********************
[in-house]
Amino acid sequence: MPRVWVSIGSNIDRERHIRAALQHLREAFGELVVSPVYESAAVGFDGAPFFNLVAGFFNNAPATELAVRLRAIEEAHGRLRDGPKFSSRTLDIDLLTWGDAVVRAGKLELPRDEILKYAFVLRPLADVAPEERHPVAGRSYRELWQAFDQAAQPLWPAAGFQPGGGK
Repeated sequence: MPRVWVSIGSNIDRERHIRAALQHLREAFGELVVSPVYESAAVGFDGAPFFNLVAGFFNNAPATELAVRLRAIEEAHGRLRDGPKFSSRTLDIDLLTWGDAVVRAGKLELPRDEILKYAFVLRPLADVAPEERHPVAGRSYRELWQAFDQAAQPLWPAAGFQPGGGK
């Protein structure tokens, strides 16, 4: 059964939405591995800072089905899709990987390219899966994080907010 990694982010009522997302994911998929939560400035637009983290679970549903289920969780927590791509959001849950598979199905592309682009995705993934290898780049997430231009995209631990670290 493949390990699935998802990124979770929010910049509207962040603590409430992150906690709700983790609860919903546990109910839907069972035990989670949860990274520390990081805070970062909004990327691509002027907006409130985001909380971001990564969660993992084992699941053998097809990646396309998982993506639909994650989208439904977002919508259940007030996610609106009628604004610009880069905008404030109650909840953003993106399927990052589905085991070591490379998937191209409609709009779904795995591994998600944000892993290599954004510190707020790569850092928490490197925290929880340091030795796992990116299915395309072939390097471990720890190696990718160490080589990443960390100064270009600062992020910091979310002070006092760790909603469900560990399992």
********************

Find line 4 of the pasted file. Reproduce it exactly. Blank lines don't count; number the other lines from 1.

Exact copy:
């Protein structure tokens, strides 16, 4: 059964939405591995800072089905899709990987390219899966994080907010 990694982010009522997302994911998929939560400035637009983290679970549903289920969780927590791509959001849950598979199905592309682009995705993934290898780049997430231009995209631990670290 493949390990699935998802990124979770929010910049509207962040603590409430992150906690709700983790609860919903546990109910839907069972035990989670949860990274520390990081805070970062909004990327691509002027907006409130985001909380971001990564969660993992084992699941053998097809990646396309998982993506639909994650989208439904977002919508259940007030996610609106009628604004610009880069905008404030109650909840953003993106399927990052589905085991070591490379998937191209409609709009779904795995591994998600944000892993290599954004510190707020790569850092928490490197925290929880340091030795796992990116299915395309072939390097471990720890190696990718160490080589990443960390100064270009600062992020910091979310002070006092760790909603469900560990399992």